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Review: Passover, Here I Come!

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Passover, Here I Come! by D.J. Steinberg, illustrated by Emanuel Wiemans Grosset & Dunlap (imprint of Penguin Random House), 2022 Category: Picture Books Reviewer: Karin Fisher-Golton Buy at Bookshop.org Passover, Here I Come! is the kind of book families will bring out each year to introduce or remind children of Passover traditions. This warm, colorful collection of short poems is the Passover addition to author D. J. Steinberg’s Here I Come! series, which includes books on starting preschool to second grade as well as books on other holidays—secular, Christian, and Jewish. Steinberg’s poems come in a variety of structures, including a poetic recipe for matzoh brei! Young readers will be engaged by the poems’ rhyme, rhythm, and humor. Topics include ways families prepare for and celebrate the holiday; child-oriented traditions (such as singing “Ma nishtana” and searching for the afikomen); and a brief version of the Exodus story. Names, vocabulary, and images depict an Ashkenazi

Review: Pinky Bloom and the Case of the Silent Shofar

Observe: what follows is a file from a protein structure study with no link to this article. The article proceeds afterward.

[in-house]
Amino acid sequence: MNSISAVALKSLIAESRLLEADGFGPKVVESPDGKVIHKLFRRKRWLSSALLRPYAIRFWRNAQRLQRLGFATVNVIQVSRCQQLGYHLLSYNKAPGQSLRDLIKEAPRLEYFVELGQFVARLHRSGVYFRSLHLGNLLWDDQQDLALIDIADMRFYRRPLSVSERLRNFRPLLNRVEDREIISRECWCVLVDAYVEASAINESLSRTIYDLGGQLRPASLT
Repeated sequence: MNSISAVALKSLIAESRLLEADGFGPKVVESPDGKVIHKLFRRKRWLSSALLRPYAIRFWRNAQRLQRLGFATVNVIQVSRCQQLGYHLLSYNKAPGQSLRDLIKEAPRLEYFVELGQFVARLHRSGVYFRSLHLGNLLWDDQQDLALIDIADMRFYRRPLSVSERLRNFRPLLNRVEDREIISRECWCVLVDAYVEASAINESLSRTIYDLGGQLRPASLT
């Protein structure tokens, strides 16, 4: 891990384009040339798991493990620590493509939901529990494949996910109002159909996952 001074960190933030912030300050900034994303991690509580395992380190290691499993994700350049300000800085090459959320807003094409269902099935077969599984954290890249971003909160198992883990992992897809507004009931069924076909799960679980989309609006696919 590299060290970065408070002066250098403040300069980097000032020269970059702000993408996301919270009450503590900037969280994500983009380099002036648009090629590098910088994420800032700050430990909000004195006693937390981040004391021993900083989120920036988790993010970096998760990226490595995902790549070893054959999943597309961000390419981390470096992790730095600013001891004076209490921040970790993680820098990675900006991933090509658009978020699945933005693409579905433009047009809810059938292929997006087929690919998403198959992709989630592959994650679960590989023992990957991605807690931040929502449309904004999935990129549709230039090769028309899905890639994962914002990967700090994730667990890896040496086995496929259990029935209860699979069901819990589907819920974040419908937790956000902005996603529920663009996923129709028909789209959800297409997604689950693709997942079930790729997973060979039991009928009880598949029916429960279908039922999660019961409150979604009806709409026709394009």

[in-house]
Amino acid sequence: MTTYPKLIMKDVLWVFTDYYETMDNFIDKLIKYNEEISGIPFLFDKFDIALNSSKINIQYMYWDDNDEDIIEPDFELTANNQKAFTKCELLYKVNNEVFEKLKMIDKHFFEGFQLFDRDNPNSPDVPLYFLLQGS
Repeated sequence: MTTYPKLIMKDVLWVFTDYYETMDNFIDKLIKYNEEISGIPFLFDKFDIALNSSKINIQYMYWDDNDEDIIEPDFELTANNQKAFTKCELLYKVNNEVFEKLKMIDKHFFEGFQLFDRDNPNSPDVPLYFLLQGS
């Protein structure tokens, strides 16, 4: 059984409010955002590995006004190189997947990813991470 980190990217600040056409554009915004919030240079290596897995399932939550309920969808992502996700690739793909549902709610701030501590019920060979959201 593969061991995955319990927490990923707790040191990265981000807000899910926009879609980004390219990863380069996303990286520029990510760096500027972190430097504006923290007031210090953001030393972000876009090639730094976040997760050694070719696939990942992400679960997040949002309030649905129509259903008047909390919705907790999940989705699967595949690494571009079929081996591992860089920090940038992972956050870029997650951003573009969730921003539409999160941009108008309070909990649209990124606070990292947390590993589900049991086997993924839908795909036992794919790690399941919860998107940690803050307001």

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Pinky Bloom and the Case of the Silent Shofar by Judy Press, illustrated by Erica-Jane Waters Kar-Ben Publishing (imprint of Lerner Publishing Group), 2022 Category: Middle Grade Reviewer: Stacy Mozer Buy at Bookshop.org Pinky Bloom and the Case of the Silent Shofar is the second Pinky Bloom book I have reviewed for this blog, and it's just as much fun as the first. It's about a Jewish Brooklynite girl named Pinky (short for Penina) who solves crimes with the help of her little brother Ari. This series continues to be a good example of this genre, with Pinky taking on pet sitting duties, mysterious goings on at the pet shop, and her dad's inexplicably silent shofar. It would definitely be enjoyed by 6-8 year olds who enjoy mystery series such as A to Z Mysteries, Cam Jansen mysteries, or Ballpark Mysteries. This book has positive and authentic Jewish religious or cultural content and is appropriate for the intended grade level in style, vocabulary, format, and illustratio